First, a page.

Day 1, June 10, Saturday
We arrived in Milan, picked up our rental car, drove about 1.5 hours to Acqui Terme and arrived at Baur B&B (www.baurbb.com) about 3pm. It was incredibly beautiful, just as the pictures on the website show. It was up a hill with a fantastic view below and a beautiful terrace. Before I continue, a few words about Baur B&B. This is now our favorite place in Europe. It is run by Diana (an American), and Michael (a German) Baur. This is a small B&B with only two rooms (since we were there they have added a third room). We rented both rooms as there were four of us so we had the whole B&B to ourselves. The rooms are very large and beautifully decorated with local treasures and some of Diana’s own pottery. The bathrooms are large tiled bathrooms with all the amenities you would need including a real hair dryer (not those things stuck to the walls in many Italian hotels). There is a great pool and beautiful area around the pool with plenty of lounge chairs and umbrellas. The terrace in front is where breakfast is served every morning (in the winter it is served inside). As I mentioned earlier the views are spectacular. Diana and Michael B.are wonderful hosts. They have not missed a beat with incredible breakfasts, wonderful beds (the best we have slept on in Europe) and just a willingness to do anything required to make your stay enjoyable. They provided us with excellent dinner recommendations, as well as recommendations for our daytrips, always making sure we had good directions. Michael B. always made sure our Michael knew when the next World Cup game was! The B&B is located just down the hill from the town of Acqui Terme. While we never did, it was possible to walk into town as we saw many locals doing.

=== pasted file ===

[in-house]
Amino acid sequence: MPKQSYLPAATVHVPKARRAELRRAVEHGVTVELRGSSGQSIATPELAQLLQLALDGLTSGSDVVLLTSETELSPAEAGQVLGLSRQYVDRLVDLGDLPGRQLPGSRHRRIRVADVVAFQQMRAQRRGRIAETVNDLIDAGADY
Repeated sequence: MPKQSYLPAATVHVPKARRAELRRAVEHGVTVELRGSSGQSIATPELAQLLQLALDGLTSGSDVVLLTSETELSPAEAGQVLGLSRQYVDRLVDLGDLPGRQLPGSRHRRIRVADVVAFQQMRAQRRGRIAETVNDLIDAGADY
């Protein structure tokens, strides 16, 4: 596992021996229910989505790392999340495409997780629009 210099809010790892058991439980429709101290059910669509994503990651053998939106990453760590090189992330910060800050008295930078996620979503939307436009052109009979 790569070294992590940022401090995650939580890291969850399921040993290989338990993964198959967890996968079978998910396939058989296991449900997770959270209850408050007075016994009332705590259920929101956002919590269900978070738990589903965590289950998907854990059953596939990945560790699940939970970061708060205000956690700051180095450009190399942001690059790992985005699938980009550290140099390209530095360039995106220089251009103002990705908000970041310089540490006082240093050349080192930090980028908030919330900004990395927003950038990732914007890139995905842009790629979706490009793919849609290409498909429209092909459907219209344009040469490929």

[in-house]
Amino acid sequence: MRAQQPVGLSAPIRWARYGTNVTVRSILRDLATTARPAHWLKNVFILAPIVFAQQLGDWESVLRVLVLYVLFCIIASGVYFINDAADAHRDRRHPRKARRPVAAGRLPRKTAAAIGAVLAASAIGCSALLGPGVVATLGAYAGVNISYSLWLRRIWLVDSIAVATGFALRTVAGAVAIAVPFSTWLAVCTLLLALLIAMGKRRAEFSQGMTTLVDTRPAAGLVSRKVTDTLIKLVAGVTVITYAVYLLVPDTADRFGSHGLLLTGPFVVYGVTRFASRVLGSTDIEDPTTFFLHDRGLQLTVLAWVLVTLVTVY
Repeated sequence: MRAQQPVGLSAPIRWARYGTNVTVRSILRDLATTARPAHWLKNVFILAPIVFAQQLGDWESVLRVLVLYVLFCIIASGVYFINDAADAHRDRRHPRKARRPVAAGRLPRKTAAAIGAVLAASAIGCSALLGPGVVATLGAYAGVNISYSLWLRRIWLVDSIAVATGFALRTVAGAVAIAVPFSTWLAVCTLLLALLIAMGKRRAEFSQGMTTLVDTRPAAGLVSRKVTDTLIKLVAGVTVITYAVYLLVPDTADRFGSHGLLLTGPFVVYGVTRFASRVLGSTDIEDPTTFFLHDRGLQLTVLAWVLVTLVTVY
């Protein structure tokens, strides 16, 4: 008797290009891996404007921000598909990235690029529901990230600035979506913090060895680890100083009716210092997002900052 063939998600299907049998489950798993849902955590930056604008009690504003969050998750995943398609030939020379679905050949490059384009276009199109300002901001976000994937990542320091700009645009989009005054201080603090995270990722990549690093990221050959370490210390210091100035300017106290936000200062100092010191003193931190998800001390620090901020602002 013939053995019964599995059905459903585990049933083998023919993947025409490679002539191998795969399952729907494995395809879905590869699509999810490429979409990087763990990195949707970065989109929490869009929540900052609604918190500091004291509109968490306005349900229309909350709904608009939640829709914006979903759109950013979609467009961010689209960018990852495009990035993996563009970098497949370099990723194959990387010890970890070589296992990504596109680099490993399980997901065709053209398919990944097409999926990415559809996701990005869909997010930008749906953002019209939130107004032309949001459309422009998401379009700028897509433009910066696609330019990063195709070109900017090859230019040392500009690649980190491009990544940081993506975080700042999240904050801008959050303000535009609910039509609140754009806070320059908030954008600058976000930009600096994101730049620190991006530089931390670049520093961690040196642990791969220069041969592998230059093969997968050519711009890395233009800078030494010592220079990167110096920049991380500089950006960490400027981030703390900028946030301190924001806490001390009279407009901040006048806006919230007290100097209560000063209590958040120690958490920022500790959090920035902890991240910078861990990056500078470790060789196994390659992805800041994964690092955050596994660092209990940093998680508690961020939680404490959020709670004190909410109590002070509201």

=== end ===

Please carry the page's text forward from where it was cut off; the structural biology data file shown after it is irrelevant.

We met our hosts Diana & Michael Baur and their Labrador, Max.
Diana had prepared a wonderful lunch of meats, cheeses, bread, fruit, potato salad and delicious grilled zucchini. However, the most exceptional item was a hazelnut cake specially made by a friend of theirs. It was incredibly moist with a wonderful flavor. Michael embarrassed us by eating tons of proscuitto and three pieces of hazelnut cake. That evening Diana and Michael B. were invited to a friend’s wine festival, and as their guests we were invited as well. I actually do not drink wine, but Stephen thoroughly enjoyed tasting the wines and the kids tried some sweet wine. Everyone else at the festival was Italian.
Later we enjoyed dinner in Acqui Terme at Il Nuovo Ciarlocco (Via Don Bosco, 1 ). Michael B. had told us to order carne cruda, it is Piedmonte’s style of carpaccio or beef tartare. So we ordered it and it was actually raw ground veal – looks just like raw hamburger meat, but it was actually very good. (Since then beef tartare served like this has become more commonplace in the US, and we really enjoy it, but this was our first encounter..).